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EDIT: please disregard the screenshots in this post and scroll down about seven entries to see updated screenshots. also, there are new attachments (in this post) below, prefixed with "8-6-10." please disregard the "osdc_typeface_1a.pdf" attachment. it is from a week or two ago. please use either the "sketches" or "refined" files for making comments or adjustments to characters. if i should delete the old files and screenshots, let me know. im not sure if people prefer to see the process from the beginning. thank you!
Here's a tough one (the display face).
Just started working on something new and wanted to save it here, so it reminds me not to quit or forget about it.
Only lower case letters are done so far and not all (/s/, /k/, /v/, /w/, /x/, /y/, /z/, /j/... are missing) and they are still rough, didn't do fine tunings of those existing letters (e.g. some parts are still not consistent, proportions in some letters are not good, should letters /n/, /u/, /u/, /p/, /q/ have same upper part of left stem as on /p/ or /n/ ...). Pretty a lot of things to define and to think about.
But, I think this looks like a promising beginning and could be interesting to complete it.
Have some trouble figuring out this typeface. The part of the image that says Kodak Timer. The timer is probably circa 1920s—1930s.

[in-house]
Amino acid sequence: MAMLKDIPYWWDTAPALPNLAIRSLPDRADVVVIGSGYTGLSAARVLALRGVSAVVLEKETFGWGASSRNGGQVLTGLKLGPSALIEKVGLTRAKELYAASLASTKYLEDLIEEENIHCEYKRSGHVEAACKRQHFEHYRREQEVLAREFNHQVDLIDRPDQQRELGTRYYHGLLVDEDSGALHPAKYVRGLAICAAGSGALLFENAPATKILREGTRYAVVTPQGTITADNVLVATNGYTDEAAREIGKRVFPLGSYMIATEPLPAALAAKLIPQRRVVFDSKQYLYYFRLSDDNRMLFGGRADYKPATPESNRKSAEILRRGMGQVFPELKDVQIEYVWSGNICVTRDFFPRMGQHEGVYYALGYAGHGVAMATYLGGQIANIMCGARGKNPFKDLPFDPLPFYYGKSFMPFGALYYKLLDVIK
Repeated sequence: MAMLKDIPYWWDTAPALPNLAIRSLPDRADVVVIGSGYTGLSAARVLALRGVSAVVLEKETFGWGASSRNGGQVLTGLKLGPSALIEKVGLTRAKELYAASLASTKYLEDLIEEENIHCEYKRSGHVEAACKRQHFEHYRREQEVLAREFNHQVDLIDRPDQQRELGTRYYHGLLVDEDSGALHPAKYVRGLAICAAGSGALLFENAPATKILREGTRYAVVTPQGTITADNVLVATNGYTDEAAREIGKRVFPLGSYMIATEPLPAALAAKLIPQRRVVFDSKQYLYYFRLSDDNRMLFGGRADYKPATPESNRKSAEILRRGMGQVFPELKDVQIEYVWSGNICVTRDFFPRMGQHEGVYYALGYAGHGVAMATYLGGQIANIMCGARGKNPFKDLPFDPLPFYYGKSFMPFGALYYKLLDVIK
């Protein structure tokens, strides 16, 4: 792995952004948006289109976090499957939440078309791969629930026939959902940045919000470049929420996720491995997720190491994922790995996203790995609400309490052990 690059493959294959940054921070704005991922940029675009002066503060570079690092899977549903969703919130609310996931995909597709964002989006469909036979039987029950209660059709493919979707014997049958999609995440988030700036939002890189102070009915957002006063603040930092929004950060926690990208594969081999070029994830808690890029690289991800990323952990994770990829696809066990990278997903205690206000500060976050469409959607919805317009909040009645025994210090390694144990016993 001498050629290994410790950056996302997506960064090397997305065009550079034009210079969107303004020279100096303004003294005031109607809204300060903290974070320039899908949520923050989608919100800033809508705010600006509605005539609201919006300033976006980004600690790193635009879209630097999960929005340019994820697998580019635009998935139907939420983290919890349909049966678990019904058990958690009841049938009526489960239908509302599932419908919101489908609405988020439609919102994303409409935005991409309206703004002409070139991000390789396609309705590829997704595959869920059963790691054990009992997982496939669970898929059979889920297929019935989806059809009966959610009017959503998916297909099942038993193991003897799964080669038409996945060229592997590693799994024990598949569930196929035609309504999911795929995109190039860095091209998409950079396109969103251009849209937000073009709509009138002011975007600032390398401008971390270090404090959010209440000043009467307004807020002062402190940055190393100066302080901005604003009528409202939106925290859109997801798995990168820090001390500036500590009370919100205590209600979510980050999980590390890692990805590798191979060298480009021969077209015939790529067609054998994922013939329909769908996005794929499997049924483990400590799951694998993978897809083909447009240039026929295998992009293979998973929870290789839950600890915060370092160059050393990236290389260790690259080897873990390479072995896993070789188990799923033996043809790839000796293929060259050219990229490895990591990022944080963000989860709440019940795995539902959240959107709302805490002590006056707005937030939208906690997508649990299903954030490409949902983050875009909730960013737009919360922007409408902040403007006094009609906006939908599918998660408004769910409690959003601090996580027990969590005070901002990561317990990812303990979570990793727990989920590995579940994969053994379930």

My best guess was Akzidenz-Grotesk Extended but the E doesn't match with the short crossbar and the Ks are not quite right. I'm also not sure if the extended version of Akzidenz was around in the 1920s or if that was added later on.
Image attached. Larger image can be found here http://www.flickr.com/photos/kb1awv/4728792494/sizes/o/in/photostream/
Can anyone tell me what this font is? Thanks in advance!
I have been trying to identify this font for the past month or so, but I can't remember where I grabbed the original screen-shot from. All I remember is that it was from a British site (maybe?), and that the designer had other similar typefaces, and logos that he had created using the same fonts.
Any help will be greatly appreciated!
I'm in the process of creating a masthead for a fictional magazine, and I'm using futura extra bold – All caps.
I'm translating the title in other languages, and I want to try to make a japanese and/or korean version.
The problem is that japanese kanji/katakana/hiragana are really bound to calligraphy: is it possible, in your opinion, to create a "geometric" version of them (example: ん) and maintain legibility and recognizability?
Thank you in advance,
I am in search for sans with lo-fi almost handwritten, linocut etc. qualities. I am currently redesigning The Communist Manifesto for my final book design class.
Appreciate any help.
Normally I don't have a hard time with these but I just, I dunno, have a huge block. Identifont and WhatTheFont aren't ringing any bells. :(
Darjeeling combines British Elegance and Indian Flavor. It is flared like Optima, with a scent of Bodoni. By layering “Regular” and “Ornaments” over each other you will create astounding pieces of colorful typography. Additionally there is “Regnaments” which combines the two other styles.